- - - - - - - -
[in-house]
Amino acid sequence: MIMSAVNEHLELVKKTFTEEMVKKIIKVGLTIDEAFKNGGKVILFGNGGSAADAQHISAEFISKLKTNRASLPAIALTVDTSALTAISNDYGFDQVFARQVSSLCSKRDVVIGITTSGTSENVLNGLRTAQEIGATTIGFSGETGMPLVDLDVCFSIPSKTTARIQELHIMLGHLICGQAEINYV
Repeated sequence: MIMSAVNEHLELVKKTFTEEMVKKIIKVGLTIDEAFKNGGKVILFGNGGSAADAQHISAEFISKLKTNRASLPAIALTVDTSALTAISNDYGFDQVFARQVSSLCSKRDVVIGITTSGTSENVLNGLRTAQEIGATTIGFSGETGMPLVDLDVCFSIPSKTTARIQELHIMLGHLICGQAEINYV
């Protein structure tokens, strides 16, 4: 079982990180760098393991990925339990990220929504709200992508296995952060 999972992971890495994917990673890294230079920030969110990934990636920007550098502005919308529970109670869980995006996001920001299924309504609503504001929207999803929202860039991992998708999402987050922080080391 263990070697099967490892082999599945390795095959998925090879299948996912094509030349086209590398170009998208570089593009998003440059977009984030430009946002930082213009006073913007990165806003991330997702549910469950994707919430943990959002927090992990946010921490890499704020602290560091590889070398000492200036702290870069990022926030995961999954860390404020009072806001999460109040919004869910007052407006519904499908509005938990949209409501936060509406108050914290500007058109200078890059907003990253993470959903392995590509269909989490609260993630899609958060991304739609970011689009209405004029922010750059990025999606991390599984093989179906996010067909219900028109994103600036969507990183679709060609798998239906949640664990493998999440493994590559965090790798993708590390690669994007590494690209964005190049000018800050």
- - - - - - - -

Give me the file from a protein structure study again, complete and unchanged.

[in-house]
Amino acid sequence: MIMSAVNEHLELVKKTFTEEMVKKIIKVGLTIDEAFKNGGKVILFGNGGSAADAQHISAEFISKLKTNRASLPAIALTVDTSALTAISNDYGFDQVFARQVSSLCSKRDVVIGITTSGTSENVLNGLRTAQEIGATTIGFSGETGMPLVDLDVCFSIPSKTTARIQELHIMLGHLICGQAEINYV
Repeated sequence: MIMSAVNEHLELVKKTFTEEMVKKIIKVGLTIDEAFKNGGKVILFGNGGSAADAQHISAEFISKLKTNRASLPAIALTVDTSALTAISNDYGFDQVFARQVSSLCSKRDVVIGITTSGTSENVLNGLRTAQEIGATTIGFSGETGMPLVDLDVCFSIPSKTTARIQELHIMLGHLICGQAEINYV
């Protein structure tokens, strides 16, 4: 079982990180760098393991990925339990990220929504709200992508296995952060 999972992971890495994917990673890294230079920030969110990934990636920007550098502005919308529970109670869980995006996001920001299924309504609503504001929207999803929202860039991992998708999402987050922080080391 263990070697099967490892082999599945390795095959998925090879299948996912094509030349086209590398170009998208570089593009998003440059977009984030430009946002930082213009006073913007990165806003991330997702549910469950994707919430943990959002927090992990946010921490890499704020602290560091590889070398000492200036702290870069990022926030995961999954860390404020009072806001999460109040919004869910007052407006519904499908509005938990949209409501936060509406108050914290500007058109200078890059907003990253993470959903392995590509269909989490609260993630899609958060991304739609970011689009209405004029922010750059990025999606991390599984093989179906996010067909219900028109994103600036969507990183679709060609798998239906949640664990493998999440493994590559965090790798993708590390690669994007590494690209964005190049000018800050």